To help keep your breath steady, picture a balloon inflating and deflating with each inhale and exhale. A tool on the Calm app called the “Breathe Bubble” gives you a visual to follow; the bubble’s speed is adjustable. “It supports people to [help them] easily breathe in, hold, and breathe out at a pace that feels comfortable,” says Tamara Levitt, head of mindfulness at Calm.
Finding a Meditation Technique That Works for You
If you’re quiet and focused on your breath, congratulations: You’re already practicing silent — or unguided — meditation. If that’s working for you, keep it up. But many beginners appreciate having their hand held (metaphorically) through guided meditation, in which a teacher leads you through the session. There are hundreds of techniques to choose from, so it’s important to find a guide and practice that resonate with you. Some common types of meditation include visualization (in which you focus on a mental image, like a stream of sunlight hitting your body), mantra (setting an intention by way of repeating a word, like “abundance,” or a phrase), and body scan (becoming aware of each part of your body as you perform a “self- scan” from head to toe).
Many practitioners combine elements of different techniques, especially when designing meditations in pursuit of a particular goal, like better sleep or sharper focus. An easy way to parse out what works for you is by downloading an app. Here, a few of our favorites.
The Best Meditation Apps
The interface is easy to navigate, and the library of courses is vast. (But as you might guess, the three-part Basics course — which teaches foundational techniques — is a good place for newbies to start.) For those who struggle to sit still during meditation, Headspace ($13/month) also offers a “Move Mode” that incorporates gentle movement and yoga poses.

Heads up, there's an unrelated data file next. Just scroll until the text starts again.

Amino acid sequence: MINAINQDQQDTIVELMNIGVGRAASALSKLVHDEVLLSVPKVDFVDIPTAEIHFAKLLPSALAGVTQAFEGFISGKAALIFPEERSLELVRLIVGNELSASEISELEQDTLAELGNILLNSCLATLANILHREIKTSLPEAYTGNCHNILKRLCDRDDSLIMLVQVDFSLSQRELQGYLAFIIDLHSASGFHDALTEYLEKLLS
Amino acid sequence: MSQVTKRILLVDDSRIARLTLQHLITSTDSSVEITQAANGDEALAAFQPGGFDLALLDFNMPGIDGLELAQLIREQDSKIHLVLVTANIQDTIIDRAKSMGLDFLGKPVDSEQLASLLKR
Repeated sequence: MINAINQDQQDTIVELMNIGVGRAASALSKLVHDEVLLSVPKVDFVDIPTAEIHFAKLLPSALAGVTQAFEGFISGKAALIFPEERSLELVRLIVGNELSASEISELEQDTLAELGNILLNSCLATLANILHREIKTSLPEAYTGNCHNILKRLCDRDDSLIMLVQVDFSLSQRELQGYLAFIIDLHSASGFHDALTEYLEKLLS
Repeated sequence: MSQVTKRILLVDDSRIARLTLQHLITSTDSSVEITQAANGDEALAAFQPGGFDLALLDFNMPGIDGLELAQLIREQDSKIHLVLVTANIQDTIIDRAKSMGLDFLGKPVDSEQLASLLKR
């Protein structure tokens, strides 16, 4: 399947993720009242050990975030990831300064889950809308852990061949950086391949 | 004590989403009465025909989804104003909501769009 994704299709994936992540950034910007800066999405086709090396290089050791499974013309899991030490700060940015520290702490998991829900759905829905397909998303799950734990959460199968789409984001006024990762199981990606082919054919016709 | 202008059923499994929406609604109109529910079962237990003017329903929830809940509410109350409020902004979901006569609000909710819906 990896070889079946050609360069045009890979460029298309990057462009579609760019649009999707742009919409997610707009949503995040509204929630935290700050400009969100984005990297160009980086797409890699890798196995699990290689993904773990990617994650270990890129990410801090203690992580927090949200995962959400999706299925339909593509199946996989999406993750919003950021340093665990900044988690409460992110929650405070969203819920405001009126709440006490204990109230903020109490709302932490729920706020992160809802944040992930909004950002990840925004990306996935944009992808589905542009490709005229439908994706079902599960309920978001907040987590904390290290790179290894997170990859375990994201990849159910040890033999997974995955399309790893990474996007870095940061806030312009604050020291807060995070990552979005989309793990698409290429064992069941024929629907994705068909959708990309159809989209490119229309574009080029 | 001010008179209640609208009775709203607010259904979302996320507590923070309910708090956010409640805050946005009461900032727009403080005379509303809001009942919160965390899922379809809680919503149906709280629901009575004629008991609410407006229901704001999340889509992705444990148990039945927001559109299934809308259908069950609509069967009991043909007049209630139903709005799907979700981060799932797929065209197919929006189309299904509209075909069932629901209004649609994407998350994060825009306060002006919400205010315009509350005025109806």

The Insight Timer app is free, but we’d gladly pony up for access to its 100,000+ guided meditations — many of which are led by mindfulness experts such as Koya Webb and Alex Elle. While there aren’t step-by-step courses on the free version of the app, users can earmark their favorite meditations by creating a “playlist” or browsing those curated by other users.
Whether you’re a One Direction stan or a basketball fan, the Calm app ($15/month) has something for you. Harry Styles and LeBron James are just two of the many celebrities who have lent their voices to the app’s sleep-time stories and courses on mental fitness. Calm also offers simple exercises (like the aforementioned “bubble”) to turn to when you’re feeling anxious.
The Best Time to Meditate
You really shouldn’t check social media before meditating for the same reason you should avoid it before bed. “Checking your email, scanning the news, or glancing at your to-do list forces the mind into a beta brain wave state [a term used in neuroscience],” says Morris. “That is useful for judgment and problem-solving tasks, but also characterized by [states of mind such as] anxiety and hyperactivity, which are not conducive to meditation.” First thing in the morning — before you’ve been bombarded with the news of the day — is an ideal time to practice, says Morris.
How to Stick to a Meditation Routine
Some research suggests that “committing to a style of meditation and practicing it consistently allows us to best experience the cumulative effects,” says Ellie Burrows Gluck, CEO and co-founder of MNDFL, a meditation studio in New York City that also streams live classes. Studies have shown that these beneficial effects include reduced blood pressure, eased anxiety, and help with insomnia.